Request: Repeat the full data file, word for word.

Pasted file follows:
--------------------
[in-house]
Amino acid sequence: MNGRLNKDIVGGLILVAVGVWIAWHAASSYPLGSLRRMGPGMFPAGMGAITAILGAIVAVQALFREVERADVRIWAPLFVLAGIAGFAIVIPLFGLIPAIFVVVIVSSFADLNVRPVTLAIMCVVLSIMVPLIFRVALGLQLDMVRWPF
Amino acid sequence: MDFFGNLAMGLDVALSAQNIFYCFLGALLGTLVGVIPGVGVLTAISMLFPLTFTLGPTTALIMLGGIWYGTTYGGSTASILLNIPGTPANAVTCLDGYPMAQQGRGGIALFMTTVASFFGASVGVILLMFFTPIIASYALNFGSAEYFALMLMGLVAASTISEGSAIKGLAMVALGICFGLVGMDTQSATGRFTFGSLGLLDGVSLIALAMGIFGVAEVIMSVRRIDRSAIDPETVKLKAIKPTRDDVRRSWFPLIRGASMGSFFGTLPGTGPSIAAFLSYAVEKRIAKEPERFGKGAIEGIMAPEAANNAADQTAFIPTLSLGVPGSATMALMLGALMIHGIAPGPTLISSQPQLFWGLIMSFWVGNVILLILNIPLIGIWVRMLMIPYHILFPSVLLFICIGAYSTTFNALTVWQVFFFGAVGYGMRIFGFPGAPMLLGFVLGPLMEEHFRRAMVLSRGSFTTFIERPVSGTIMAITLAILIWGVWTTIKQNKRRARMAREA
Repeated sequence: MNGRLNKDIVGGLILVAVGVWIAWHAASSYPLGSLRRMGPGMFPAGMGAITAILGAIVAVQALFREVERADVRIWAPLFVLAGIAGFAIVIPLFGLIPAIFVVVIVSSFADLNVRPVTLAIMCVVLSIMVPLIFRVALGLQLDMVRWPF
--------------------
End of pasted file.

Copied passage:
[in-house]
Amino acid sequence: MNGRLNKDIVGGLILVAVGVWIAWHAASSYPLGSLRRMGPGMFPAGMGAITAILGAIVAVQALFREVERADVRIWAPLFVLAGIAGFAIVIPLFGLIPAIFVVVIVSSFADLNVRPVTLAIMCVVLSIMVPLIFRVALGLQLDMVRWPF
Amino acid sequence: MDFFGNLAMGLDVALSAQNIFYCFLGALLGTLVGVIPGVGVLTAISMLFPLTFTLGPTTALIMLGGIWYGTTYGGSTASILLNIPGTPANAVTCLDGYPMAQQGRGGIALFMTTVASFFGASVGVILLMFFTPIIASYALNFGSAEYFALMLMGLVAASTISEGSAIKGLAMVALGICFGLVGMDTQSATGRFTFGSLGLLDGVSLIALAMGIFGVAEVIMSVRRIDRSAIDPETVKLKAIKPTRDDVRRSWFPLIRGASMGSFFGTLPGTGPSIAAFLSYAVEKRIAKEPERFGKGAIEGIMAPEAANNAADQTAFIPTLSLGVPGSATMALMLGALMIHGIAPGPTLISSQPQLFWGLIMSFWVGNVILLILNIPLIGIWVRMLMIPYHILFPSVLLFICIGAYSTTFNALTVWQVFFFGAVGYGMRIFGFPGAPMLLGFVLGPLMEEHFRRAMVLSRGSFTTFIERPVSGTIMAITLAILIWGVWTTIKQNKRRARMAREA
Repeated sequence: MNGRLNKDIVGGLILVAVGVWIAWHAASSYPLGSLRRMGPGMFPAGMGAITAILGAIVAVQALFREVERADVRIWAPLFVLAGIAGFAIVIPLFGLIPAIFVVVIVSSFADLNVRPVTLAIMCVVLSIMVPLIFRVALGLQLDMVRWPF